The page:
When Father Tomasino, a much-loved priest, is stabbed to death in a dark alley, the Italian-American community of North Beach in San Francisco is stunned. No one is more shocked and angry, however, than traffic officer Joe Martini, a former orphan whom Father Tomasino had guided into adulthood. Explaining that the priest was the closest thing he had to family, Joe asks homicide detective Lt. Kilrain if he may assist with the murder investigation. Kilrain impatiently sends him away, and after Joe reveals that a man named Sylvio Malatesta was enduring "the tortures of the damned" during the funeral, and should therefore be considered a suspect, the lieutenant angrily threatens to fire him. Determined to discover the truth, Joe resigns from the force and visits Sylvio at his waterfront restaurant. Joe introduces himself as a friend of Father Tomasino's and explains that the priest thought Sylvio might be able to give him a job. Sylvio treats Joe kindly and invites him home for dinner, and Joe is touched by the jocularity and affection that fills Sylvio's home. It soon becomes apparent that Sylvio, his mother, and his younger brother "Peanuts" are earnestly seeking a husband for Sylvio's pretty cousin Anna, who recently has come from Italy to live with the family. Sylvio takes a liking to Joe and convinces him to move in with his family. Joe soon finds that he, along with so many others in the neighborhood, is becoming fond of the generous and good-natured Sylvio, although because Sylvio restlessly paces the floor at night, his suspicion lingers. Anna explains that Sylvio lost the woman he loved while fighting in Europe during World ... +


When Father Tomasino, a much-loved priest, is stabbed to death in a dark alley, the Italian-American community of North Beach in San Francisco is stunned. No one is more shocked and angry, however, than traffic officer Joe Martini, a former orphan whom Father Tomasino had guided into adulthood. Explaining that the priest was the closest thing he had to family, Joe asks homicide detective Lt. Kilrain if he may assist with the murder investigation. Kilrain impatiently sends him away, and after Joe reveals that a man named Sylvio Malatesta was enduring "the tortures of the damned" during the funeral, and should therefore be considered a suspect, the lieutenant angrily threatens to fire him. Determined to discover the truth, Joe resigns from the force and visits Sylvio at his waterfront restaurant. Joe introduces himself as a friend of Father Tomasino's and explains that the priest thought Sylvio might be able to give him a job. Sylvio treats Joe kindly and invites him home for dinner, and Joe is touched by the jocularity and affection that fills Sylvio's home. It soon becomes apparent that Sylvio, his mother, and his younger brother "Peanuts" are earnestly seeking a husband for Sylvio's pretty cousin Anna, who recently has come from Italy to live with the family. Sylvio takes a liking to Joe and convinces him to move in with his family. Joe soon finds that he, along with so many others in the neighborhood, is becoming fond of the generous and good-natured Sylvio, although because Sylvio restlessly paces the floor at night, his suspicion lingers. Anna explains that Sylvio lost the woman he loved while fighting in Europe during World War II, and that he has been tormented by this ever since. Soon Joe and Anna fall in love, and when Joe becomes convinced that Sylvio was playing cards at the Vallejo Club on the night of the murder, he forgets his suspicions and proposes to her. During their festive engagement party, Sgt. Jack Gillen, Joe's old friend from the police force, beckons Joe into his car. Gillen and Detective Frank Wilkins warn Joe that Sylvio's alibi was a lie. On the night of the murder, Sylvio accompanied his friend, Charlie Cuneo, to the Horizon Club, where Charlie had arranged to meet a married woman named Veda Pinelli for a date. Charlie and Veda then departed, leaving Sylvio alone for the evening. Later that night, Anna demands to know what is gnawing at Joe, but he remains silent. Visiting the orphanage the next day, Anna learns that Joe was once a policeman, but at the station, Gillen refuses to tell her why her fiancé left the force. Upstairs, Joe and Kilrain learn from Veda that Sylvio had been absent from the Horizon Club when Father Tomasino was killed. Joe persuades Kilrain to let him probe Sylvio for a motive before making an arrest. Returning home, Joe seems desperate but refuses to tell the tearful Anna what is wrong. He visits Sylvio at the darkened restaurant and delivers a story intended to test his friend's innocence: The police believe that Joe is the priest's killer. The man who can destroy his alibi is blackmailing him, and he plans to kill him. Sylvio warns Joe not to commit this crime, as it will eat away at him. Sylvio then confesses that because his previous sweetheart had planned to leave him, he killed her. Realizing that Sylvio must have confessed his sin to Father Tomasino, Joe finally accuses Sylvio of the priest's murder. Sylvio admits to killing Father Tomasino, whose gentle, knowing eyes tormented him, but explains that he was only trying to protect his family. Sylvio attacks Joe, but when the young man gasps that he, too, would do anything to protect his family, Sylvio throws down his knife and rushes into the street. A truck hits him, and as he lays dying, Sylvio asks for and receives Joe's forgiveness. Later, Joe tells Gillen and Kilrain that he was unable to confirm that Sylvio was the murderer, and then attempts to console his new family. +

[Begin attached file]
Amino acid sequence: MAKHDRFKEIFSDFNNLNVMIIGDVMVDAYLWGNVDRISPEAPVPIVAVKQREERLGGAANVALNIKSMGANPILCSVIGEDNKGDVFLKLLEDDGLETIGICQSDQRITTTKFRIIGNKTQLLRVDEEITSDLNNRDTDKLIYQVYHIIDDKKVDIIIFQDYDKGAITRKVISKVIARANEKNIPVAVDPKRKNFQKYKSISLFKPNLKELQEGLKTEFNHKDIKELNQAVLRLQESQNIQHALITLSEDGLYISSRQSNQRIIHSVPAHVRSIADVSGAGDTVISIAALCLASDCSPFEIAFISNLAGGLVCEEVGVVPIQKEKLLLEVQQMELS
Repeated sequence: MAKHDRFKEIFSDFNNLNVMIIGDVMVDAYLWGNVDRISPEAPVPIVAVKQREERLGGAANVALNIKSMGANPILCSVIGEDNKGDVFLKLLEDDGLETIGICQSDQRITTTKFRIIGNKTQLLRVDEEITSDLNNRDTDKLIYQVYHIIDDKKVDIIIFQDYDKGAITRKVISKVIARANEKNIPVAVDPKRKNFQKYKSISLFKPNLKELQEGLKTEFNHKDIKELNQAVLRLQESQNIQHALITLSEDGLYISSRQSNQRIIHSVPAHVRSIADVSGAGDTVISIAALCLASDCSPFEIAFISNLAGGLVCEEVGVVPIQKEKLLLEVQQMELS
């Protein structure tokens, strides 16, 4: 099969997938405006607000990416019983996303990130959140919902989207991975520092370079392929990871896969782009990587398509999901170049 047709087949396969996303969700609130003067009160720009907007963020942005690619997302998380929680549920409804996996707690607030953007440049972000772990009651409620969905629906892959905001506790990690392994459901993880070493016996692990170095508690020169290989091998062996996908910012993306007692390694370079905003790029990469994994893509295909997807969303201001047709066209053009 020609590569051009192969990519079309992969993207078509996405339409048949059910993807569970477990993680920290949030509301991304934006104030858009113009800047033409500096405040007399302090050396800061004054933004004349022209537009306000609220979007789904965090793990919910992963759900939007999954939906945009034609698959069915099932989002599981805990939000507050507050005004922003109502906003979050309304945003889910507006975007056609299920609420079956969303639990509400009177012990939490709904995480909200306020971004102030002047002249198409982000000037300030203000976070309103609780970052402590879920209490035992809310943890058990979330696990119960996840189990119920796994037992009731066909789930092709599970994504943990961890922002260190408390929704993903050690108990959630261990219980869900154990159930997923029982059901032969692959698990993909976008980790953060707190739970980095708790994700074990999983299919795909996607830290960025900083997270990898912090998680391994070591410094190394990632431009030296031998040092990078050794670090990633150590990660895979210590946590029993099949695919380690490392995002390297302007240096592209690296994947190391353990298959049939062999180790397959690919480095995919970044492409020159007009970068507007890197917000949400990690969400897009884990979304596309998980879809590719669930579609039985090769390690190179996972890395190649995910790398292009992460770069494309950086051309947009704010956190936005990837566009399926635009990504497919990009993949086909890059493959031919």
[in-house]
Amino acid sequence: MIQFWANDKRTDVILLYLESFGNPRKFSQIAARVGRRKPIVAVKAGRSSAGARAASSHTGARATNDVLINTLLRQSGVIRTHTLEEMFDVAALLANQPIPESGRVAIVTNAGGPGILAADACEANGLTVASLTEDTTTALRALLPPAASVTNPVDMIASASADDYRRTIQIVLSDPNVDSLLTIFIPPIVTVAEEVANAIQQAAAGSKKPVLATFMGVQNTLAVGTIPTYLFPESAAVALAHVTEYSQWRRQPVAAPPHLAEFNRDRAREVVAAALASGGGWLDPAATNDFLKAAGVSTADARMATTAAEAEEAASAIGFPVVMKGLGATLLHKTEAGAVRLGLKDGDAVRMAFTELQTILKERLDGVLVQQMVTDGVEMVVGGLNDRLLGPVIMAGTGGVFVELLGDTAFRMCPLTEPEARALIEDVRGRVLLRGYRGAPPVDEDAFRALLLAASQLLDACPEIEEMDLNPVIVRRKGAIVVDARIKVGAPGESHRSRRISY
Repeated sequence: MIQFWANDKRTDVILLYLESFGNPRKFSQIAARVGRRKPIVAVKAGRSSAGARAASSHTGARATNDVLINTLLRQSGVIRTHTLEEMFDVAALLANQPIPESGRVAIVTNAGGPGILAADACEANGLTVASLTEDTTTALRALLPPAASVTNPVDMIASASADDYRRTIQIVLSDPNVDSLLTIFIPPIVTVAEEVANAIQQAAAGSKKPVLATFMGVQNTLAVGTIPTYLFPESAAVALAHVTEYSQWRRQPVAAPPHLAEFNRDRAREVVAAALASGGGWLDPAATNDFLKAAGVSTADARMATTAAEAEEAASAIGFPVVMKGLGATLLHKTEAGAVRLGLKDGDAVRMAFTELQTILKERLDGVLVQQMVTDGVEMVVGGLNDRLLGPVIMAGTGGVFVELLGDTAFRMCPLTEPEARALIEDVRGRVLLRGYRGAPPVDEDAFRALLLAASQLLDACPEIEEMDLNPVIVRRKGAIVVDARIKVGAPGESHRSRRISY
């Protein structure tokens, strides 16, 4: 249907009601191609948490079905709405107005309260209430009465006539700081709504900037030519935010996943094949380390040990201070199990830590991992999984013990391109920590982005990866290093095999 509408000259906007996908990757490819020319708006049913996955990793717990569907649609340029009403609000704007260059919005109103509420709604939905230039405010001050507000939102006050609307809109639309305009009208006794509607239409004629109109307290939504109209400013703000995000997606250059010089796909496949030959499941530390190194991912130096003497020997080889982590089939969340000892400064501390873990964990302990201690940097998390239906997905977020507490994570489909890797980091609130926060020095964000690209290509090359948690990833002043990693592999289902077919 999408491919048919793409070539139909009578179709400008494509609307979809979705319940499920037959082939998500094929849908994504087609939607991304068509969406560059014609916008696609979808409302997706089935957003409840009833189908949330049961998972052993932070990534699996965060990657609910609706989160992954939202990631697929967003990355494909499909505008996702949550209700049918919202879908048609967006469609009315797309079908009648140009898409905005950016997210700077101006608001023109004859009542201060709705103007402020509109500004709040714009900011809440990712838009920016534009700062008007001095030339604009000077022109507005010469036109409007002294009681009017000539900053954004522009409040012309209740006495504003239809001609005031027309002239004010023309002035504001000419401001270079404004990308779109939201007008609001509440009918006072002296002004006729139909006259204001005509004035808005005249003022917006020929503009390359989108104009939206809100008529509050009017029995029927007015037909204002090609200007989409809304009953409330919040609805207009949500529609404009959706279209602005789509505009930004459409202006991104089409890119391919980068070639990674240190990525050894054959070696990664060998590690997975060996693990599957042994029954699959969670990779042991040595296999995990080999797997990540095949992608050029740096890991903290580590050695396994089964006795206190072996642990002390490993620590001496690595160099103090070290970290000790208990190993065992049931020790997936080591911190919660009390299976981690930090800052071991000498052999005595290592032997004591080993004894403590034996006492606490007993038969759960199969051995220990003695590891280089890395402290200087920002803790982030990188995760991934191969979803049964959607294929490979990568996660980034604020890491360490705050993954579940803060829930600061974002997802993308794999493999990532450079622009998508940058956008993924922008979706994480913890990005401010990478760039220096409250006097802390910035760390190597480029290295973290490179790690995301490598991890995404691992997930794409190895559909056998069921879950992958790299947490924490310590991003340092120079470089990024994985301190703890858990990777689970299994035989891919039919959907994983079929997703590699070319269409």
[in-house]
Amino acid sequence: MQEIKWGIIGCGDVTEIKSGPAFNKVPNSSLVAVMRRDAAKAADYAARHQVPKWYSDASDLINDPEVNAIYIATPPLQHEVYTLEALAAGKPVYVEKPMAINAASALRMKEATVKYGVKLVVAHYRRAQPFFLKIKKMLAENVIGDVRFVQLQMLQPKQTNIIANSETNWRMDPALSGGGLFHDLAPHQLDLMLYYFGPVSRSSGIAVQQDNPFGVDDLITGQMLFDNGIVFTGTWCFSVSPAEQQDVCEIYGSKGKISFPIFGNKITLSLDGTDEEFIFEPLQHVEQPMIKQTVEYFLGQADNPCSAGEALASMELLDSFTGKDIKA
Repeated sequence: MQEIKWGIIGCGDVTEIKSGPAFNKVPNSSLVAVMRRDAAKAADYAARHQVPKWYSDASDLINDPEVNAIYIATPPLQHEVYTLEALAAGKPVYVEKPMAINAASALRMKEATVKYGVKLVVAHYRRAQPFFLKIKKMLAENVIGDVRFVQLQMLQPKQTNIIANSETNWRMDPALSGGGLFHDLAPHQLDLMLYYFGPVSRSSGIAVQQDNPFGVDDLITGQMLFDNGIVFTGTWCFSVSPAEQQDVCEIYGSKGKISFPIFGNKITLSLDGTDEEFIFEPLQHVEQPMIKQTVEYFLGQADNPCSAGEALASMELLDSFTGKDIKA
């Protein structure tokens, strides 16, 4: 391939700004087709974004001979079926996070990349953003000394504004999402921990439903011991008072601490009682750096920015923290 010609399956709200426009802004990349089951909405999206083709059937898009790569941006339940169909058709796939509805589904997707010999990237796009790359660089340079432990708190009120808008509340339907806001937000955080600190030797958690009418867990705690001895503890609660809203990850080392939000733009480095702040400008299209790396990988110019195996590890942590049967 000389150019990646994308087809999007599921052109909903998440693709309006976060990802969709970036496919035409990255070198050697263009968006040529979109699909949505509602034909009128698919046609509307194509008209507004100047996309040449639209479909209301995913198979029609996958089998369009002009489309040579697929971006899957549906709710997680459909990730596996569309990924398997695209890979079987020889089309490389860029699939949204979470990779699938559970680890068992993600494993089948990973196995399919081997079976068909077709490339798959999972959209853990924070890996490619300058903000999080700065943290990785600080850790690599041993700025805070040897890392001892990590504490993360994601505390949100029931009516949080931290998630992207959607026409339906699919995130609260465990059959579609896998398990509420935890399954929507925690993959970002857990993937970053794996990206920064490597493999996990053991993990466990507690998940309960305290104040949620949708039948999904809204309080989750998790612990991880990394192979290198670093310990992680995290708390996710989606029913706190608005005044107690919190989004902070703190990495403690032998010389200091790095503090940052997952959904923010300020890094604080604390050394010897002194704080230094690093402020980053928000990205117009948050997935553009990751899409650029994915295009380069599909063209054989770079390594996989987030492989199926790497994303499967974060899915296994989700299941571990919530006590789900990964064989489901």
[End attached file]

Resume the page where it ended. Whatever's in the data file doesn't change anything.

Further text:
Legend
Viewed by AFI
Partially Viewed
Offscreen Credit
Name Occurs Before Title
AFI Life Achievement Award

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The American Film Institute is grateful to Sir Paul Getty KBE and the Sir Paul Getty KBE Estate for their dedication to the art of the moving image and their support for the AFI Catalog of Feature Films and without whose support AFI would not have been able to achieve this historical landmark in this epic scholarly endeavor.